AI enables “talking to our data” – really?

AI enables “talking to our data” – really?

You are probably getting tired of all this AI talk, but bear with me. Whether you are working with a lot of data day in and out or a product leader working with data drive products, finding answers to your data driven questions in the most effective manner and finding new, better and easier ways of interacting with your data is likely something on your mind.

Historically we have relied on spreadsheet jockeys (hoping their source data was accurate), analytics tools, database experts and data analysts to help us extract relevant the answers from our data. But generative AI is starting to offer us a new, and exciting way to interact with our data using natural language, doing it at our own pace. Those of you who are using generative AI tools already probably already know the data analyst tool that ChatGPT offer us as one of the many tool out there. But these tools still require a decent level of understanding of the data being processed. But what if you could just ask a simple question, get the answer, and move on?

Well, these solutions are upon us. Not broadly implemented yet, not ready for wide use in production for every use case, but here and ready to use now. In layman’s terms, what these systems allow us to do is to use a natural language interface combined with your subject matter expertise to interact with multiple relevant data sources such as databases and getting answers. It is like talking to your data….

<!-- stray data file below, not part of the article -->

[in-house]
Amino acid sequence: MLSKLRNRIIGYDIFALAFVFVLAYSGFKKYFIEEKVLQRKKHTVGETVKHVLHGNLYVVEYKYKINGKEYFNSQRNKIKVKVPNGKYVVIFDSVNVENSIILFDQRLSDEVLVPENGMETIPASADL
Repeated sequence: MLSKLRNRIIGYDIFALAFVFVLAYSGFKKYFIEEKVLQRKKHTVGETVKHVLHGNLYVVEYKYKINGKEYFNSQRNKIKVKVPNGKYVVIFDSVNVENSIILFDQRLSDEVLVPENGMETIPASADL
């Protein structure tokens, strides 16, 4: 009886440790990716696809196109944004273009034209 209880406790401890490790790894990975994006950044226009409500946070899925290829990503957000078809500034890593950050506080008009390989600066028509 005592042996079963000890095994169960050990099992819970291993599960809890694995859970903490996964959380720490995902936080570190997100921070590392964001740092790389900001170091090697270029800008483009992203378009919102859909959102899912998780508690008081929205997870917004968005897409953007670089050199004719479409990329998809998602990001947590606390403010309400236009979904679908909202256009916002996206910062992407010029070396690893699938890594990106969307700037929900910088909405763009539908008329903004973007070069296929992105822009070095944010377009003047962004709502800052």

So if these things exist, why aren’t we all using them now you may ask? Well, for starters, this technology is still relatively new. Secondly, these systems need to be trained to understand your domain and your data in order for them to provide meaningful responses. Thirdly, deploying AI systems in a larger scale environment means answering questions on how to deal with personally identifiable information (PII), ensuring reliability and scalability, ensuring the systems provide correct answers in all use cases (generative AI systems are still prone to “hallucination” in cases), and that users know how to effectively interact with these systems, to name just a few examples. These are all challenges that can overcome, but there isn’t a quick fix. On the other hand, there are applications for this technology in search and analytics that are ready now.

The key takeaway is this: these emerging technologies are here, they will stay, and they will change the way we interact with our data. As a minimum you should be aware of the existence of these tools. If you can, start learning about them to understand what they can do for you!